Chief Remilekun Fani-Kayode played a major role in the struggle for Nigeria's Independence. In 1952 he, together with Rotimi Williams, Bode Thomas and a number of others, was detained by the British colonial authorities for the very active and passionate role that he played in the struggle against the British. He was elected the leader of the Action Group youth wing in 1954. He set up a youth wing for the party who wore "black shirts" and used the "mosquito" as their emblem to reflect their disdain for British colonial rule.

Again, in 1954, the Oloye Fani-Kayode was elected into the Federal House of Assembly on the platform of Chief Obafemi Awolowo's Action Group, and he continued his fight for Nigeria's Independence from there. He was the Assistant Federal Secretary of the Action Group and in that respect played a pivotal role, with the Federal Secretary, Chief Ayo Rosiji, in the organisation and administration of the Action Group. He, alongside Chief Awolowo, S. O. Ighodaro, E. O. Eyo, Adeyemi Lawson and S. G. Ikoku, represented the Action Group at the 1957 London Constitutional Conference.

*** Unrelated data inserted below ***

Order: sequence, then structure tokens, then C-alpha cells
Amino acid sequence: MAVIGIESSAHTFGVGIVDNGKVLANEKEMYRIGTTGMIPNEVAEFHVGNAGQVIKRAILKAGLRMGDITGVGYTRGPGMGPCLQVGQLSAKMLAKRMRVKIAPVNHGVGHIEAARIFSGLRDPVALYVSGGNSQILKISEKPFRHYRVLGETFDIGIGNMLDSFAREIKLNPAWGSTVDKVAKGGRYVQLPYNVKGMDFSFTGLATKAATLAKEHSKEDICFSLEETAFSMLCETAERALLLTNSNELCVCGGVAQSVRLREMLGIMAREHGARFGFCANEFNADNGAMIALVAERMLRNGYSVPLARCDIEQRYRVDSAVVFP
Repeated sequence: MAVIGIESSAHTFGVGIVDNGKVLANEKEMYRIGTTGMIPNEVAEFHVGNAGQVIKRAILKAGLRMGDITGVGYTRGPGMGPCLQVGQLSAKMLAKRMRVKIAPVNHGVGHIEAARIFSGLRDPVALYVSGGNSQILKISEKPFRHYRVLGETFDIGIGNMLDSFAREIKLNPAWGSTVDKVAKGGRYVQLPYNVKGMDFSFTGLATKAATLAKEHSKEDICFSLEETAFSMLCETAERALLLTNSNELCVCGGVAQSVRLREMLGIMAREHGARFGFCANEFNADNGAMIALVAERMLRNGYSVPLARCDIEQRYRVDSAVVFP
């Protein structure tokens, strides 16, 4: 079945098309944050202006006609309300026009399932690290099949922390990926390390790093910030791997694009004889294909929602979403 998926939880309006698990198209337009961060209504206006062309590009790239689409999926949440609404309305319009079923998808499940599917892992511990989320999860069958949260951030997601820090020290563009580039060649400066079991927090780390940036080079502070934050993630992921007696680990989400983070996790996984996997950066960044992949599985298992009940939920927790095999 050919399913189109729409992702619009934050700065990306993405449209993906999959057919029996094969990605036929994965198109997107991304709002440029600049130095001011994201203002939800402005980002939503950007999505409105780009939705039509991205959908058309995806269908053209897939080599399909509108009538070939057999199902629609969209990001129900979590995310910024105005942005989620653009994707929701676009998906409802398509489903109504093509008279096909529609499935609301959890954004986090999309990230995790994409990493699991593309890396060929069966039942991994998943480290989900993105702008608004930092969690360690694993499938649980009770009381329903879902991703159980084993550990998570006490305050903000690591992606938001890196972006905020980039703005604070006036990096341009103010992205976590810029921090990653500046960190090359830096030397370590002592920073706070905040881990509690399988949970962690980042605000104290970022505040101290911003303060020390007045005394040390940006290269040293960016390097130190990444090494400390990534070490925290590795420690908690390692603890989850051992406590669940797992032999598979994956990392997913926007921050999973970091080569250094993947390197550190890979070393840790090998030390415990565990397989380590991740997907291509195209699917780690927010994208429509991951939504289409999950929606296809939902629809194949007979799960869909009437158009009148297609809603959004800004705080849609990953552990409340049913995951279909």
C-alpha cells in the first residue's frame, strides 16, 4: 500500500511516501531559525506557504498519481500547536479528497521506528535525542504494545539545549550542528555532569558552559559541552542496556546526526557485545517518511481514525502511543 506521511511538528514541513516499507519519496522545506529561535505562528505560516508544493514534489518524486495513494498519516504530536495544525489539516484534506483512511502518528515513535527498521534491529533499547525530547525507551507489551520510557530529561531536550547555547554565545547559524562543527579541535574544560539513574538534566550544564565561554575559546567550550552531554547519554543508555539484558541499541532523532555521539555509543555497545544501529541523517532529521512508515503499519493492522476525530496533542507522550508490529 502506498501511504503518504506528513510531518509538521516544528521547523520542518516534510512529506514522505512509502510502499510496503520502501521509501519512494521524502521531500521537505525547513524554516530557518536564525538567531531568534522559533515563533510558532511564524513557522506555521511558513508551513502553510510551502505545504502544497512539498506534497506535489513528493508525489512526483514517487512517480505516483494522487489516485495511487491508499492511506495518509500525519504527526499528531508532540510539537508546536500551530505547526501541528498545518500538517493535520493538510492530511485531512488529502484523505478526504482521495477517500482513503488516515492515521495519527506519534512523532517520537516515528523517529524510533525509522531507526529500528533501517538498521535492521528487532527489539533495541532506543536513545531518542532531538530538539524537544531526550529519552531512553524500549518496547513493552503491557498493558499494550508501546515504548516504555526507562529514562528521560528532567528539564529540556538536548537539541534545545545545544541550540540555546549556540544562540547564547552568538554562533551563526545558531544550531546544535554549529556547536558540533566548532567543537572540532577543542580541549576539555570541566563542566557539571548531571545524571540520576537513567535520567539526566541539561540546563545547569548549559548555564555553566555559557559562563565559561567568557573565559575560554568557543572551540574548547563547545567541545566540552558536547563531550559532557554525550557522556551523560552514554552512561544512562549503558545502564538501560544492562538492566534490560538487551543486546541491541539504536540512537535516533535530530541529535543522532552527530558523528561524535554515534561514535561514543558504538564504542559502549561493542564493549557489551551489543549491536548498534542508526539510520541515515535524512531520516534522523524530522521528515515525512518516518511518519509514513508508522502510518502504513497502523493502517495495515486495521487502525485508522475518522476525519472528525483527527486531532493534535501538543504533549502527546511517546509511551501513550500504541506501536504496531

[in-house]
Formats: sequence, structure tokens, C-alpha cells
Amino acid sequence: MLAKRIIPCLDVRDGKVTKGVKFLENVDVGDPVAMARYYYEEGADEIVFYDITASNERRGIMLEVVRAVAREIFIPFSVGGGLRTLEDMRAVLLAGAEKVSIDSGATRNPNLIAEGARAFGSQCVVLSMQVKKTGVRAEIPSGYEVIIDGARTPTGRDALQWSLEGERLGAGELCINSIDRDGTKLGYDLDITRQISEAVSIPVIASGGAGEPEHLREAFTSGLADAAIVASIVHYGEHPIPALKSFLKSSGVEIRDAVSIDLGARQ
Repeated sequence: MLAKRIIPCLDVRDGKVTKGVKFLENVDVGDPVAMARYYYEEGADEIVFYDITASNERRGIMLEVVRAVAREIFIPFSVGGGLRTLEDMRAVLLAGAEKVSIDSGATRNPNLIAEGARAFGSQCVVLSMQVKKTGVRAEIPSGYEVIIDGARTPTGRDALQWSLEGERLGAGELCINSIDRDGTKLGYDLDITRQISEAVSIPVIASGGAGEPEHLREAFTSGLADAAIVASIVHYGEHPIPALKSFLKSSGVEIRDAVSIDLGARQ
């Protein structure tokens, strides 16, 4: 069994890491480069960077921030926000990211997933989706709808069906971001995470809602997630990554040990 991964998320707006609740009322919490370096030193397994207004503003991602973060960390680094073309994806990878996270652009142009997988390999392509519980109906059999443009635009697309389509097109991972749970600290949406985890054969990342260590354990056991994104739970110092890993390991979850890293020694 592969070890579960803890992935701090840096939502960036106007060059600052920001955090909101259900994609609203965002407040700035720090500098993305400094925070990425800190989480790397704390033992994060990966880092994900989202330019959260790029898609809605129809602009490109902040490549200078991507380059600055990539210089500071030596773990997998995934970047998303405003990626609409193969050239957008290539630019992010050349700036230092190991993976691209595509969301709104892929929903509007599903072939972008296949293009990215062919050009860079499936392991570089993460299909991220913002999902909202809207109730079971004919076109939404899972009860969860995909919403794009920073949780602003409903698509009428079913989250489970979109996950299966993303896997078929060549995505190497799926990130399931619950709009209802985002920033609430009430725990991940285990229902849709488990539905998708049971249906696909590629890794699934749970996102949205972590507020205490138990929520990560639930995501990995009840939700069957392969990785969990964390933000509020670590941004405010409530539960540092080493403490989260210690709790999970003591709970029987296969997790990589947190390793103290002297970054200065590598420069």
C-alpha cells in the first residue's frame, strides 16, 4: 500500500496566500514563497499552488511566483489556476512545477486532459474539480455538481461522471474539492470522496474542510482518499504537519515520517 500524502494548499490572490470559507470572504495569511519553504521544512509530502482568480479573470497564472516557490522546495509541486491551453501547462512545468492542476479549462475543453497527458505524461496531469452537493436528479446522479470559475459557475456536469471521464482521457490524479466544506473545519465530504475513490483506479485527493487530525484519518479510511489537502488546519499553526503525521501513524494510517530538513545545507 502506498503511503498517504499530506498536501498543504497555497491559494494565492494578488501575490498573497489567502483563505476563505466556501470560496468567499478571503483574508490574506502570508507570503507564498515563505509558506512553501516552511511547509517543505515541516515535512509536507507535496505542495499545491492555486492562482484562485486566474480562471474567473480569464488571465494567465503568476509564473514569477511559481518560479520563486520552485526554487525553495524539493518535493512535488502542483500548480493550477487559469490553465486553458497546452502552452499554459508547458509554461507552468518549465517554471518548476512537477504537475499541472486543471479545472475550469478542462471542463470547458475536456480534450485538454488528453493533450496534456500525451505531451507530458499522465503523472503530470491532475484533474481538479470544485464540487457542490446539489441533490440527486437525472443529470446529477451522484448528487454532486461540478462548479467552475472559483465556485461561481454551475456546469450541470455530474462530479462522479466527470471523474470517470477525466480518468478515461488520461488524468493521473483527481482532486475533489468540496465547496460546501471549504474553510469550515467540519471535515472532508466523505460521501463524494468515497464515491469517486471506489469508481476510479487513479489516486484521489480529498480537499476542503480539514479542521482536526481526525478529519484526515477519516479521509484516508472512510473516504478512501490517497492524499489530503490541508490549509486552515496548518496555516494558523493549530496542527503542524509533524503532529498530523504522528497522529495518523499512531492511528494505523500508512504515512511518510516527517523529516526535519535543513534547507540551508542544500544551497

In 1957, he led the team of Action Group lawyers who represented and fought for the people of the Northern minorities at the Willinks minorities Commission in their quest for the creation of a middle belt region which would have been carved out of the old Northern Region of Nigeria.In July 1958, he moved the motion for Nigeria's independence in the Federal House of Assembly (the minutes of Hansard, 1958; p. 269; Professor Onabamiro's "Perspectives on Nigeria's History", p. 140).